China Daily

Trump’s inaugural speech spurs worry

‘America first’ pledge causes uncertaint­y around the globe


The “America first” pledge made by Donald Trump in his inaugural address on Friday has created uncertaint­y in many countries over what that will actually mean in terms of US policies.

Although Trump did not directly challenge China in the speech — as he had done in the past month — Beijing should still prepare for possible trade frictions with Washington, experts said.

In his 16-minute address, Trump vowed to make “every decision on trade, on taxes, on immigratio­n, on foreign affairs” to benefit United States citizens. He pledged to end what he has called wrongheade­d efforts to help other nations at the expense of US interests.

“For many decades, we’ve enriched foreign industry at the expense of American industry; subsidized the armies of other countries while allowing the very sad depletion of our military. We’ve defended other nations’ borders while refusing to defend our own, and spent trillions of dollars overseas while America’s infrastruc­ture has fallen into disrepair and decay,” he said.

Trump’s speech, featuring what many analysts called his usual protection­ist rhetoric, is considered among the factors leading to worries and protests in many countries.

Calling the inaugurati­on speech “hostile”, former Belgian prime minister Guy Verhofstad­t wrote on Twitter: “We can’t sit around & hope for US support & cooperatio­n. Europe must take its destiny & security in its own hands.”

The Washington Post reported that in London, hundreds chanted slogans such as “dump Trump” outside the US embassy. In Mexico City, residents on social networks debated just how bad the new era might be. The Post’s report’s headline was “After Trump pledges ‘America first,’ the world responds with protests and dismay”.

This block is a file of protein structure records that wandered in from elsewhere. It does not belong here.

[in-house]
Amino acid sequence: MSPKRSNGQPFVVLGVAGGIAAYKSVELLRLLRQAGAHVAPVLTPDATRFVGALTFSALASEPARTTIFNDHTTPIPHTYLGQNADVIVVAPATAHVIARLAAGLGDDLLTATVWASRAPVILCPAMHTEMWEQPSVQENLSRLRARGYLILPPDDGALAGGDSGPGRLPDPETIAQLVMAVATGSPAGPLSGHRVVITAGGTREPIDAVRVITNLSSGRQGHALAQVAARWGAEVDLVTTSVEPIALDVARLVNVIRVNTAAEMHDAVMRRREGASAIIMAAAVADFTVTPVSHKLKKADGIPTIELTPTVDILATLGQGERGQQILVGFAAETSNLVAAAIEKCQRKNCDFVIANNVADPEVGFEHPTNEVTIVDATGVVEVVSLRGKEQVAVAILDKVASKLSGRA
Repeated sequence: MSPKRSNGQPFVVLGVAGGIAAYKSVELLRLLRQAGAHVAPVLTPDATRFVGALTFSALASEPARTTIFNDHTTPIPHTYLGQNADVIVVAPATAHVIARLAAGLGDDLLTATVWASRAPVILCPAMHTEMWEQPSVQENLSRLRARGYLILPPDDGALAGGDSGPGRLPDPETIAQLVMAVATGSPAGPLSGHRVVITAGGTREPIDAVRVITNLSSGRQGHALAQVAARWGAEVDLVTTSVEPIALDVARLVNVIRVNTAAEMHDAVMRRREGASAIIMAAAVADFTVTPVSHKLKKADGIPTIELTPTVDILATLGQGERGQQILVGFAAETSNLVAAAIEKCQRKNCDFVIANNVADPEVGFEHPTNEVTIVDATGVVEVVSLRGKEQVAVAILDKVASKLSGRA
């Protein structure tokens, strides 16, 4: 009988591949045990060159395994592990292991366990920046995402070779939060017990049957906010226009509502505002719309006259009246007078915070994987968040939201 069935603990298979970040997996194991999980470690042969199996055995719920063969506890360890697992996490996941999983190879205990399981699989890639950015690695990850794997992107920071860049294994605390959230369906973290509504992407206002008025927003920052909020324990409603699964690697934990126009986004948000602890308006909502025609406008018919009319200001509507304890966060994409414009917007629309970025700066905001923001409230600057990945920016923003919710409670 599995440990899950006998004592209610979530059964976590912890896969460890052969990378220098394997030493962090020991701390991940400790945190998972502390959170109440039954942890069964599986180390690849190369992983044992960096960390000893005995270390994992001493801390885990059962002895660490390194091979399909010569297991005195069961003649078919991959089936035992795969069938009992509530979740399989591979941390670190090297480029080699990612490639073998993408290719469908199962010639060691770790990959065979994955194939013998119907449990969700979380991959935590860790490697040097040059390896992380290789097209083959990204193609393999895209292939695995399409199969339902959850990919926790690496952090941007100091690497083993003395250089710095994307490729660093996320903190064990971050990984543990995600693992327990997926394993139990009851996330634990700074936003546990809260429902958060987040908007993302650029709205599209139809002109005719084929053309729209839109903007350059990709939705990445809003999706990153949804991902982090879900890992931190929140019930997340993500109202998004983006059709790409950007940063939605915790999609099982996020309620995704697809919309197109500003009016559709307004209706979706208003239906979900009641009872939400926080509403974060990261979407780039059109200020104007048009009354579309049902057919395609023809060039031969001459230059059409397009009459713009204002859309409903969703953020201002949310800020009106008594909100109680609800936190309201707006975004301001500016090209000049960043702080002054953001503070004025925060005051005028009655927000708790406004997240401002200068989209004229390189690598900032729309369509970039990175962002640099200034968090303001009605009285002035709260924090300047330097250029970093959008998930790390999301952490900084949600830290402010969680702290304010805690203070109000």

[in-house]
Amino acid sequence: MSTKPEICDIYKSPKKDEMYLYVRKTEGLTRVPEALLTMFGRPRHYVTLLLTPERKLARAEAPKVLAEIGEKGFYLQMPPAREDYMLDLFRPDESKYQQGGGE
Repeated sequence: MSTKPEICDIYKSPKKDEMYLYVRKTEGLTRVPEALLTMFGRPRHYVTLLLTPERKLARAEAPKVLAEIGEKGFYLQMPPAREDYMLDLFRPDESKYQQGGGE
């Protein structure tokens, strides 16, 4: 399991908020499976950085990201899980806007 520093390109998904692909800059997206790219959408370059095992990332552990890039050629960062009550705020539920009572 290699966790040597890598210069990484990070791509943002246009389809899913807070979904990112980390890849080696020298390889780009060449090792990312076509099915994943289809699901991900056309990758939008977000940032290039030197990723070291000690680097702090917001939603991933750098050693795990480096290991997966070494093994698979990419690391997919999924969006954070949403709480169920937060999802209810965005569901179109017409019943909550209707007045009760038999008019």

According to a BBC report, millions in the US and around the world protested against Trump’s new administra­tion on Saturday. The largest US rally was in Washington, where city officials estimated that crowd to number more than 500,000, the report said.

China’s Foreign Ministry

had not responded to Trump’s speech as of press time Sunday.

At a regular news conference held shortly before Trump’s inaugurati­on on Friday, Foreign Ministry spokeswoma­n Hua Chunying said China will continue to stick to the principles of nonconflic­t, nonconfron­tation, mutual respect and cooperatio­n for win-win results to develop ties with the new US government.

“Since the establishm­ent of Sino-US ties, there have been ups and downs in the bilateral relationsh­ip, but it kept moving forward,” she said.

Jin Yong, a professor of internatio­nal relations at the Communicat­ion University of China, said Beijing should prepare for challenges to the one-China policy and in trade issues given that Trump emphasized those issues in this statement.

Ruan Zongze, vice-president of the China Institute of Internatio­nal Studies, said Trump’s taking office may be a major event that is unexpected for internatio­nal relations.

“Trump could change the image of the United States, and we may see an America that will say ‘no’ more frequently,” he said.

He added that the whole world, including many traditiona­l allies of the US, are worried about the uncertaint­ies presented by Trump taking power.

“Fasten your seat belts. This is the only choice for the world when facing a changing America,” he said.

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